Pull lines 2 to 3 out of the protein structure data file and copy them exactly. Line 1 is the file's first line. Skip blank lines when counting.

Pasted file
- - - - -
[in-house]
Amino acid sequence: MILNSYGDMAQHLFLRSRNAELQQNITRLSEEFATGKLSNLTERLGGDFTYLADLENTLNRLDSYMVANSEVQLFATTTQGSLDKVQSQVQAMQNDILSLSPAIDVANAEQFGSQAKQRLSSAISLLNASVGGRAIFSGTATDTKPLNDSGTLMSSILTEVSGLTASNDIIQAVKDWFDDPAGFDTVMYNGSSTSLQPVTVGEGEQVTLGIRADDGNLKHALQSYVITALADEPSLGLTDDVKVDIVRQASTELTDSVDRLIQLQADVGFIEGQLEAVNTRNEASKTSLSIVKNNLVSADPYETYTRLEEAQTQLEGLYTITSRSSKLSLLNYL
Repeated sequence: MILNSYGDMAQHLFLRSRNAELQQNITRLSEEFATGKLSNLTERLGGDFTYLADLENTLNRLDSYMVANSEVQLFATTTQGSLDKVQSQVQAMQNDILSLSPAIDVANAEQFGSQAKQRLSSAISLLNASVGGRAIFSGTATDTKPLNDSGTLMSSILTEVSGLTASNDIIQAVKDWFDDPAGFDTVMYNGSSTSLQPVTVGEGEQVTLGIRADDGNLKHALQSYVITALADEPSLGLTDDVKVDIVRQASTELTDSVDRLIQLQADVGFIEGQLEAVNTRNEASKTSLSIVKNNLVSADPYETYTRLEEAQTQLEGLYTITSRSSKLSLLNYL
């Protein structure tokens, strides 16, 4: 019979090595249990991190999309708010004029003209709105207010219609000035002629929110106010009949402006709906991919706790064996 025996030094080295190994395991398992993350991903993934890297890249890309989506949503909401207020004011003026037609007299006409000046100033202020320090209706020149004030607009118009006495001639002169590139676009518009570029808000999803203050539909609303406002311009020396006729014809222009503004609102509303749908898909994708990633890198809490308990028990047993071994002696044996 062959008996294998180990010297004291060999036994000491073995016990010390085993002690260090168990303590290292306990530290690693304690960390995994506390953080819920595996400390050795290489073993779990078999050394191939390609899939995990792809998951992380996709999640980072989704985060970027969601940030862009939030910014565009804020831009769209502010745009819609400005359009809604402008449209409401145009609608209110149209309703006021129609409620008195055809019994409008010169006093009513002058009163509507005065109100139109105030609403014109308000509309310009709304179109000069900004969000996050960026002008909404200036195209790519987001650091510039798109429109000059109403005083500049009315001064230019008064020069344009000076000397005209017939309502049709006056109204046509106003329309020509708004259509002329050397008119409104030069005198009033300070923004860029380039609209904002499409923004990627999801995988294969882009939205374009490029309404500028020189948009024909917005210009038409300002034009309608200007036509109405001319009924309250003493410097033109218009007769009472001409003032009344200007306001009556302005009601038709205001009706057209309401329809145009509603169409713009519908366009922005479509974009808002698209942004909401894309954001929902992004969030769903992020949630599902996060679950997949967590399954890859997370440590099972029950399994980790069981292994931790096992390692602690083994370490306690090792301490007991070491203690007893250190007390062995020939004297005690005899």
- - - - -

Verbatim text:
Amino acid sequence: MILNSYGDMAQHLFLRSRNAELQQNITRLSEEFATGKLSNLTERLGGDFTYLADLENTLNRLDSYMVANSEVQLFATTTQGSLDKVQSQVQAMQNDILSLSPAIDVANAEQFGSQAKQRLSSAISLLNASVGGRAIFSGTATDTKPLNDSGTLMSSILTEVSGLTASNDIIQAVKDWFDDPAGFDTVMYNGSSTSLQPVTVGEGEQVTLGIRADDGNLKHALQSYVITALADEPSLGLTDDVKVDIVRQASTELTDSVDRLIQLQADVGFIEGQLEAVNTRNEASKTSLSIVKNNLVSADPYETYTRLEEAQTQLEGLYTITSRSSKLSLLNYL
Repeated sequence: MILNSYGDMAQHLFLRSRNAELQQNITRLSEEFATGKLSNLTERLGGDFTYLADLENTLNRLDSYMVANSEVQLFATTTQGSLDKVQSQVQAMQNDILSLSPAIDVANAEQFGSQAKQRLSSAISLLNASVGGRAIFSGTATDTKPLNDSGTLMSSILTEVSGLTASNDIIQAVKDWFDDPAGFDTVMYNGSSTSLQPVTVGEGEQVTLGIRADDGNLKHALQSYVITALADEPSLGLTDDVKVDIVRQASTELTDSVDRLIQLQADVGFIEGQLEAVNTRNEASKTSLSIVKNNLVSADPYETYTRLEEAQTQLEGLYTITSRSSKLSLLNYL